Not all those abused by males struggle with gender ...I am one who doesn't. As a disciple of Jesus Christ, a follower who is committed to obedience to him, I pray "Our Father..." and call God "Abba" just as Jesus taught us, and believe it is not my calling to change any of that but to seek to be transformed by God through a relationship that transcends any human obstacle related to gender. God doesn't have a gender like we do, but it is a language issue as we don't like calling a person (let alone a Person, the Divine Person) by the pronoun "it".

JonG said...

Quite early on, the Bible talks of our origins like this:
"So God created mankind in his own image,in the image of God he created them; male and female he created them."

Which suggests to me that a view of God as a human male is too simplistic. However, the human writers of the Bible have always used male forms of address, and as they almost certainly each knew Him better than I currently do, I cannot see any justification for me going against that.

I didn't have a great relationship with my own father. He was not physically abusive, but was an alcoholic who pretty much abandoned my mother and me when I was quite young; years later, after there had been a fair degree of reconciliation, he rather spoilt it all by complaining about how badly He had been treated in the divorce.
Despite this, I neither have a problem with a mental image of God as male, knowing that all such images are greatly limited, nor do I have a problem with equating maternal characteristics with Him.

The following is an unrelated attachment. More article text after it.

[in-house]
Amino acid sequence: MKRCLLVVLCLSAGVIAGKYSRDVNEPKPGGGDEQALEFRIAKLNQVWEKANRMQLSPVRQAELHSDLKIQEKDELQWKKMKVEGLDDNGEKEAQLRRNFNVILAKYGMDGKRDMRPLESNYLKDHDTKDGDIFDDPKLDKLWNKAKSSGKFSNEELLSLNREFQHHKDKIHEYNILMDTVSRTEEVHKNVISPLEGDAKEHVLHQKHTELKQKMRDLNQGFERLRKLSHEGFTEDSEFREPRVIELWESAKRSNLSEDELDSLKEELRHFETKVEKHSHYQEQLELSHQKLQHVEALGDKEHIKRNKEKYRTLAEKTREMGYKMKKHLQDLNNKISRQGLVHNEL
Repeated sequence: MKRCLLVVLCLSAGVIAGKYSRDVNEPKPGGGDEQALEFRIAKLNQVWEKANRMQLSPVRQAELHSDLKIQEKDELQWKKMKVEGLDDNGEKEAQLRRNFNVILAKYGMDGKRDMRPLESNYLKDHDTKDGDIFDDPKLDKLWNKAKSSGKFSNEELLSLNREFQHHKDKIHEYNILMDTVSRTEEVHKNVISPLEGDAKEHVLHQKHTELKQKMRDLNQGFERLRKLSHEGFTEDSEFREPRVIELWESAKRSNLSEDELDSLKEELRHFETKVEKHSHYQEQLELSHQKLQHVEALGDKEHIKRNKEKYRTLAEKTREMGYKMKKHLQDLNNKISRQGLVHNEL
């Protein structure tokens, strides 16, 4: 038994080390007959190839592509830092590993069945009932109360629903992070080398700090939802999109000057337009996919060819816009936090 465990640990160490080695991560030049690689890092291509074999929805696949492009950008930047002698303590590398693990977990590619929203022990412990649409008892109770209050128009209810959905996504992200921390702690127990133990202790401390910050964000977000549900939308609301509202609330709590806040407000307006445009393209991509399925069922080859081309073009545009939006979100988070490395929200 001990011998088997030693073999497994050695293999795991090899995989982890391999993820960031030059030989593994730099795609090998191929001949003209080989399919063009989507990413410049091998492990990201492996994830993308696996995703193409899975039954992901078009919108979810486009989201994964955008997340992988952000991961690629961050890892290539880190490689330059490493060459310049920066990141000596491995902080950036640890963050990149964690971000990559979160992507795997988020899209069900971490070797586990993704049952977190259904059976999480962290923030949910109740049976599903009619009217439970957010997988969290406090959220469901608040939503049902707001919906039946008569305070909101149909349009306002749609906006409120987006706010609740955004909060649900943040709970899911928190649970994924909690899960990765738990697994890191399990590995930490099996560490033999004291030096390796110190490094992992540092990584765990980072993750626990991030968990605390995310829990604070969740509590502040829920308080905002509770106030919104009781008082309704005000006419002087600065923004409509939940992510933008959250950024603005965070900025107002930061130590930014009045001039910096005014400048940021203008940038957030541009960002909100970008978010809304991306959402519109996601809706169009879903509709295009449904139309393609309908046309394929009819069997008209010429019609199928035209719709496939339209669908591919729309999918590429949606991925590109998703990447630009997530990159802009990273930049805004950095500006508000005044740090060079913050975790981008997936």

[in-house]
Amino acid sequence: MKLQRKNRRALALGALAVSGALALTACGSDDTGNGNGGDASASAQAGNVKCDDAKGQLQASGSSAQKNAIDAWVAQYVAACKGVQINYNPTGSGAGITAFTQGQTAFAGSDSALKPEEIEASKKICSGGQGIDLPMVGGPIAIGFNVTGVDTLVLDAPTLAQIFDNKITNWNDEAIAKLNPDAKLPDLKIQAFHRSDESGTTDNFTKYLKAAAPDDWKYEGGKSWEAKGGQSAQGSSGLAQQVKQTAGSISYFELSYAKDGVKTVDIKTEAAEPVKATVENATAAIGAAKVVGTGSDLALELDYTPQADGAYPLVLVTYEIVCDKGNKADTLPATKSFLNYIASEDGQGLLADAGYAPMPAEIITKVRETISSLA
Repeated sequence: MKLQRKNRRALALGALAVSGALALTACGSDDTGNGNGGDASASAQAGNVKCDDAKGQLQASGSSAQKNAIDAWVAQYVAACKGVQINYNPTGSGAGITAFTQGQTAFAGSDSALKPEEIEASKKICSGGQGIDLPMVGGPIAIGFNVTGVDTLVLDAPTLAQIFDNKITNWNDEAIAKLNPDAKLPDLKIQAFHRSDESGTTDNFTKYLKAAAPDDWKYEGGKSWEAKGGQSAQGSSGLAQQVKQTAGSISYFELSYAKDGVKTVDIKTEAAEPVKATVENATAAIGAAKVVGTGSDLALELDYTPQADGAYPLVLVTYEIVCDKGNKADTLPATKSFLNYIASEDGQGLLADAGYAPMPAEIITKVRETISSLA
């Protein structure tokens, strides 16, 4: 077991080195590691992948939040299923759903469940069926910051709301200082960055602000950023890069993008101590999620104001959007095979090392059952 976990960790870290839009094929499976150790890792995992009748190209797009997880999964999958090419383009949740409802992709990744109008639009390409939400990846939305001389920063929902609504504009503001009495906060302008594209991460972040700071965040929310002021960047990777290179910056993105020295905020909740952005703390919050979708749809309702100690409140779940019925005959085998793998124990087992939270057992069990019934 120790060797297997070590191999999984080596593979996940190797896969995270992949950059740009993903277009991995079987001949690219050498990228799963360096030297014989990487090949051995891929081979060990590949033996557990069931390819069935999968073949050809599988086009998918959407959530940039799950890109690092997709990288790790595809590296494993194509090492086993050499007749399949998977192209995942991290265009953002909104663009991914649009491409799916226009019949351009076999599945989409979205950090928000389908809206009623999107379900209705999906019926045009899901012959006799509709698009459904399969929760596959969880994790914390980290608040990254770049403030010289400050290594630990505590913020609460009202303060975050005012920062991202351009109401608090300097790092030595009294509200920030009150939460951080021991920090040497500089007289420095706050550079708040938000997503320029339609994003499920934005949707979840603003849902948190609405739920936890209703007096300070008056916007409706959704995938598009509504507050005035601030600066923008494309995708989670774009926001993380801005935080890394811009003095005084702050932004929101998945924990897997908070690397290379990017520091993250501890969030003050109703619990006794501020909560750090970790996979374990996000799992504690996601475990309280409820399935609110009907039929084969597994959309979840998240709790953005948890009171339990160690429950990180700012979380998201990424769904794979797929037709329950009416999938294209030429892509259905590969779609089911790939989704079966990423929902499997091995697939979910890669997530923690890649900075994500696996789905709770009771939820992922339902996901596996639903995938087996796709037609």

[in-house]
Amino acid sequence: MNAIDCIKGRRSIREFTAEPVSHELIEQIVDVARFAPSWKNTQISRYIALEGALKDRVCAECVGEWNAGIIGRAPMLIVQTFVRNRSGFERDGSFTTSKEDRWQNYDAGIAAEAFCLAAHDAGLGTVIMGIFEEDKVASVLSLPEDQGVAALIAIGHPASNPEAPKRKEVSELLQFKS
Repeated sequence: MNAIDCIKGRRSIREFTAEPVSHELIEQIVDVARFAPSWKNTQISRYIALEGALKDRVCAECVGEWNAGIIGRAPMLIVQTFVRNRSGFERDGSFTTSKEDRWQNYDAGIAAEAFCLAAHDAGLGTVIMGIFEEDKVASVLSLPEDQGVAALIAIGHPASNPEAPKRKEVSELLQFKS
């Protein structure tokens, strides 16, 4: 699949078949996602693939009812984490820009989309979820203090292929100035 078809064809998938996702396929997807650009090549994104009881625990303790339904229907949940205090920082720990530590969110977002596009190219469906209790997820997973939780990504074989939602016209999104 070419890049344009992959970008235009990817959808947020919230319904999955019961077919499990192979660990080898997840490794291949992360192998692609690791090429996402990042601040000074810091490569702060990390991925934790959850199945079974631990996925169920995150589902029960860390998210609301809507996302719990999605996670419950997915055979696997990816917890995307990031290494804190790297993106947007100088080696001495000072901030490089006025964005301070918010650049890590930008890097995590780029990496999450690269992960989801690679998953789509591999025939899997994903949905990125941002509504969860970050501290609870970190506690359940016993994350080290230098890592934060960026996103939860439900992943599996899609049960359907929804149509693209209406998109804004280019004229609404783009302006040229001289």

Also, professionally, I have met many people who were treated as badly by their mother as others were by their father. Human parents are inevitably flawed to a greater or lesser extent, and to judge the perfect by the imperfect will not allow safe conclusions.

Graham Criddle said...

One of the things which I see referred to in Vic's original post and in some of the comments is the idea that we can make God in our own image - and this, while not an uncommon view, concerns me.

Vic refers to the times he has been challenged to "rethink God as a woman"

Sophist sees considering "god as she" as a requirement for inclusiveness and equality

JS recognises that we don't have to change God's gender

JonG correctly referred to people viewing God as a human male as simplistic. But this doesn't stop people doing it.

There is a great danger of losing the sense of God as "other" and not seeking to understand Him as He is - the one who said of Himself "I am who I am" (Exodus 3:14)

(Sorry, Vic, not directly linked to "Sophia" but seemed relevant!)

Martin Johnson said...

I thought the quote was "All women are whores, except my mother." Not being confrontational, just picking up on your comment.

JonG said...

I wasn't meaning that a mental "image" of God is automatically wrong for being simplistic. Indeed, All our images have to be, by comparison with the reality, simplified. The important thing is that we recognise and acknowledge that our limited minds can only conceive images that reflect only a part of that reality.
Which is why I am more than happy to go along with those images the Bible presents to us, whilst understanding that in other places the Bible may use a rather different image.

Vic Van Den Bergh said...

Jon - Thanks for comments. Continue to agree with you (and the clarification) ;0)